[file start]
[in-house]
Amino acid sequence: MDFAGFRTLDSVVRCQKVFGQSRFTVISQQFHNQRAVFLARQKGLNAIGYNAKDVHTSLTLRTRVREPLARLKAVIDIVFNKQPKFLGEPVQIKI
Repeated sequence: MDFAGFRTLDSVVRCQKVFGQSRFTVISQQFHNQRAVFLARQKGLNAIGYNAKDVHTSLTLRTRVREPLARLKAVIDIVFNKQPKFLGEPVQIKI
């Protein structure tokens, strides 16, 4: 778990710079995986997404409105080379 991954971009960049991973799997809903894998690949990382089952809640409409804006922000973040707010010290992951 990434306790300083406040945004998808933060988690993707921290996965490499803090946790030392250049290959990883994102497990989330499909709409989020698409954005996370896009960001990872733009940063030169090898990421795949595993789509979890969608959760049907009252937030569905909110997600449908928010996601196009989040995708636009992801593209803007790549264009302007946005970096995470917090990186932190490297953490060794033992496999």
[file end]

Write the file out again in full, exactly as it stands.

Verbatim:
[in-house]
Amino acid sequence: MDFAGFRTLDSVVRCQKVFGQSRFTVISQQFHNQRAVFLARQKGLNAIGYNAKDVHTSLTLRTRVREPLARLKAVIDIVFNKQPKFLGEPVQIKI
Repeated sequence: MDFAGFRTLDSVVRCQKVFGQSRFTVISQQFHNQRAVFLARQKGLNAIGYNAKDVHTSLTLRTRVREPLARLKAVIDIVFNKQPKFLGEPVQIKI
């Protein structure tokens, strides 16, 4: 778990710079995986997404409105080379 991954971009960049991973799997809903894998690949990382089952809640409409804006922000973040707010010290992951 990434306790300083406040945004998808933060988690993707921290996965490499803090946790030392250049290959990883994102497990989330499909709409989020698409954005996370896009960001990872733009940063030169090898990421795949595993789509979890969608959760049907009252937030569905909110997600449908928010996601196009989040995708636009992801593209803007790549264009302007946005970096995470917090990186932190490297953490060794033992496999």